Sony Alpha 6000 lenses: A simple guide to all E-mount lenses [+6300 & 6500]
The Sony Alpha 6000 is one of the most popular mirrorless system cameras and a perfect choice for beginners and advanced photographers alike. In this guide, we’ll show you all the lenses available for the Sony Alpha 6000 and help you decide which lens is the best choice for you.
We’re always eager to recommend the Sony Alpha 6000 as one of the best cameras for beginners.
One of the downsides that’s frequently cited for this camera is the limited range of available lenses.
But that’s an outdated preconception: Nowadays there are plenty of lenses for the Alpha 6000 to choose from.
Third-party manufacturers such as Tamron and Sigma have burst onto the market with their own lenses for the Sony Alpha 6000, and many others are following suit.
In this post, we’ll give you a rundown of the most important lenses for the Alpha 6000 series.
We’ll tell you which lenses we recommend and which ones to avoid.
Note: We’ve provided a link to the product page on Amazon for each featured lens, so you can check the current prices and look for deals from Amazon Marketplace sellers.
What do you need to consider when buying a lens for the Sony Alpha 6000?
Before we get started with our specific lens recommendations, first we’d like to share a few tips on some of the things to consider when buying a lens.
The right lens for your mount
The cameras of the Sony Alpha 6000 series use a so-called E-mount.
Sony also offers lenses for the A-mount. Unfortunately, these lenses won’t fit on your camera because they’re designed specifically for Sony SLR cameras. So you always need to make sure you’re buying the right mount when shopping for lenses.
All lenses recommended in this post have an E-mount and are designed for cameras with an APS-C sensor. In addition to the Sony Alpha 6000, this includes all successor models (Alpha 6300, 6400, 6500 and 6600), as well as the Sony Alpha 5000 and 5100 and the Sony NEX series cameras.
Using Alpha 7 series lenses on the Alpha 6000 series
Still not satisfied with the choice of lenses? Then you can also take a look at the lenses for the Sony Alpha 7 series.
The cameras in the Alpha 7 series also use the E-mount standard, so those lenses are also compatible with the Alpha 6000.
But that doesn’t work both ways. You can’t use Alpha 6000 series with an Alpha 7 camera. You can mount the lens without a hitch, but it simply isn’t optimized for that type of camera.
If you want to browse the lenses available for the Alpha 7 series, we’ve compiled a handy guide:
Only the latest models of the Sony Alpha 6000 series, the Sony Alpha 6500 and 6600, have an integrated image stabilizer. Unfortunately, the Alpha 6000, 6100, 6300 and 6400 aren’t equipped with this feature.
An image stabilizer ensures sharp photos by compensating for small jolts or an unsteady hand. It’s an invaluable feature that can improve your pictures significantly.
So if your camera doesn’t have an in-body image stabilizer, make sure to buy a lens with one built in. Most lenses for the Sony Alpha 6000 have one, but unfortunately not all of them.
Lenses with image stabilization have the designation “Optical Steady Shot” (or OSS for short). Of course, we’ll always let you know if a lens comes with image stabilization in this guide.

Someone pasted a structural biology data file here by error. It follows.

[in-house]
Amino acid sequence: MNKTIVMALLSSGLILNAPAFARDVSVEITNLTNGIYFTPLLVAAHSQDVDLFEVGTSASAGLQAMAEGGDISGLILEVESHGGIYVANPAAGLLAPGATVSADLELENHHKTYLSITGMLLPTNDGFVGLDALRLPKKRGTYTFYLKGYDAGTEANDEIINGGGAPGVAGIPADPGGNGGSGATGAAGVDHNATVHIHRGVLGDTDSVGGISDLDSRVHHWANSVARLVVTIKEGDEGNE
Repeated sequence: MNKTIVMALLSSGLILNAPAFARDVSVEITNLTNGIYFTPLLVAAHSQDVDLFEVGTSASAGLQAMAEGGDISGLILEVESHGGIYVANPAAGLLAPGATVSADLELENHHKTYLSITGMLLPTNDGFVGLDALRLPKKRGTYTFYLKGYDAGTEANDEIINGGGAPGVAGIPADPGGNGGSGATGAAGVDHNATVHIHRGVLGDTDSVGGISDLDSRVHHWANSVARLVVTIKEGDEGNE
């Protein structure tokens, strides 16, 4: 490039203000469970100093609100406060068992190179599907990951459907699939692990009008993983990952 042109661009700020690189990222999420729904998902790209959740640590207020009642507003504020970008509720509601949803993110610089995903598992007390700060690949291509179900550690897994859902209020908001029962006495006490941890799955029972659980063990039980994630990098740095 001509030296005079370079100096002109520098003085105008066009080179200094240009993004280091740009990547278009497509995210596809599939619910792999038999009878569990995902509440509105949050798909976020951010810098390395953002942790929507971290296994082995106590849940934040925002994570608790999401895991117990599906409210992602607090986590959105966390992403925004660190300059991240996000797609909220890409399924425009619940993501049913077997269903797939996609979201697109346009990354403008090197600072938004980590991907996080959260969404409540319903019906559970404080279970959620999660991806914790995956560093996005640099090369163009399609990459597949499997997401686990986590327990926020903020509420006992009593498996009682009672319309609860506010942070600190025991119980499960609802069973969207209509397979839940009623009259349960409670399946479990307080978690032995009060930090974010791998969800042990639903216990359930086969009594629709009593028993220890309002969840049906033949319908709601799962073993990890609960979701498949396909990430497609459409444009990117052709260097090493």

The right lens for the right purpose
The first thing to consider is what you plan to do with the lens.
Each lens has its own strengths and weaknesses, and unfortunately there is no single lens that can do everything equally well.
If you want to shoot portraits, you’re going to need a lens with a high aperture. If landscape photography is more your style, it’s important to use a lens with a very short focal length. Or if you want to take pictures of wild animals, for example on a safari, you should opt for a wide focal length.
Standard lenses for the Sony Alpha 6000
The kit lens: Sony 16-50 mm, f/3.5-5.6
Many people buy this lens directly in a kit with the Alpha 6000. Kit lenses often get a bad rap, but we think they’re a very good solution when you’re just starting out.
The kit lens is a good choice for beginners who are taking their first steps in photography with the Sony Alpha 6000.
The focal length of 16-50 mm is fine for most purposes and the aperture of f/3.5 to f/5.6 is perfectly okay for a zoom lens in this price class. A big advantage is the very compact design and the light weight of the lens, which is just under 120 grams.
The recommended retail price for this lens is 349 euros, but you should generally be able to get one for less than 300 euros.
Buying it separately doesn’t make that much sense though, because it’s much cheaper in a kit with the camera.
The premium zoom lens: Sony 16-55mm, f/2.8
The Sony SEL1655G is a zoom lens in a class of its own for the Alpha 6000 series.
It has almost the same focal length range as the kit lens, but with a fixed aperture of f/2.8, making it that much faster.
The image quality is excellent and the autofocus is particularly fast and precise with this lens.
However, the lens is no lightweight at just under 600 grams, and the price of about 1,200 euros might be a bit steep for some people’s budgets.
A major disadvantage: The lens doesn’t have an integrated image stabilizer, which is a real shame, especially considering the price tag. For that reason, we only recommend using it on cameras with in-body image stabilization such as the Sony Alpha 6500 and 6600.
The perfect compromise: Sony 16-70 mm, f/4